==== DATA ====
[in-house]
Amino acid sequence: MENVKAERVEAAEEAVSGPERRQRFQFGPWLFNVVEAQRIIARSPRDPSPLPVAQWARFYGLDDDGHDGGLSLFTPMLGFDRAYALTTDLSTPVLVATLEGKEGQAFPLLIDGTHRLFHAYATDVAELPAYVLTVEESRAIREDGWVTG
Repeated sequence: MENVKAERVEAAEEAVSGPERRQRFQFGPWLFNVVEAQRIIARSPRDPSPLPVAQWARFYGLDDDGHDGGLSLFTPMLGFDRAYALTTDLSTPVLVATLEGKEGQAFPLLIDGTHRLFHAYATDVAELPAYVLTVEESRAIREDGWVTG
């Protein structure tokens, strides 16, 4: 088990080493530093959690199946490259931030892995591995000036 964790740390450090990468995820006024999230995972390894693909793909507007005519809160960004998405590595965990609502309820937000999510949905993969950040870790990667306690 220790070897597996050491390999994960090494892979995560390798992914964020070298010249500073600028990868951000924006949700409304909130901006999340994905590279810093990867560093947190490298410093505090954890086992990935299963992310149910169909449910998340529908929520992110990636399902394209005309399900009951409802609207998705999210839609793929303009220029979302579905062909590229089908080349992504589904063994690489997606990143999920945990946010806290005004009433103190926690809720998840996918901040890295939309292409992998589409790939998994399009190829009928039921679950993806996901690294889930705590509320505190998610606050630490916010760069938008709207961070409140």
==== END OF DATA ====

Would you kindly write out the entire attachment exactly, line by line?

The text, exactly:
[in-house]
Amino acid sequence: MENVKAERVEAAEEAVSGPERRQRFQFGPWLFNVVEAQRIIARSPRDPSPLPVAQWARFYGLDDDGHDGGLSLFTPMLGFDRAYALTTDLSTPVLVATLEGKEGQAFPLLIDGTHRLFHAYATDVAELPAYVLTVEESRAIREDGWVTG
Repeated sequence: MENVKAERVEAAEEAVSGPERRQRFQFGPWLFNVVEAQRIIARSPRDPSPLPVAQWARFYGLDDDGHDGGLSLFTPMLGFDRAYALTTDLSTPVLVATLEGKEGQAFPLLIDGTHRLFHAYATDVAELPAYVLTVEESRAIREDGWVTG
């Protein structure tokens, strides 16, 4: 088990080493530093959690199946490259931030892995591995000036 964790740390450090990468995820006024999230995972390894693909793909507007005519809160960004998405590595965990609502309820937000999510949905993969950040870790990667306690 220790070897597996050491390999994960090494892979995560390798992914964020070298010249500073600028990868951000924006949700409304909130901006999340994905590279810093990867560093947190490298410093505090954890086992990935299963992310149910169909449910998340529908929520992110990636399902394209005309399900009951409802609207998705999210839609793929303009220029979302579905062909590229089908080349992504589904063994690489997606990143999920945990946010806290005004009433103190926690809720998840996918901040890295939309292409992998589409790939998994399009190829009928039921679950993806996901690294889930705590509320505190998610606050630490916010760069938008709207961070409140």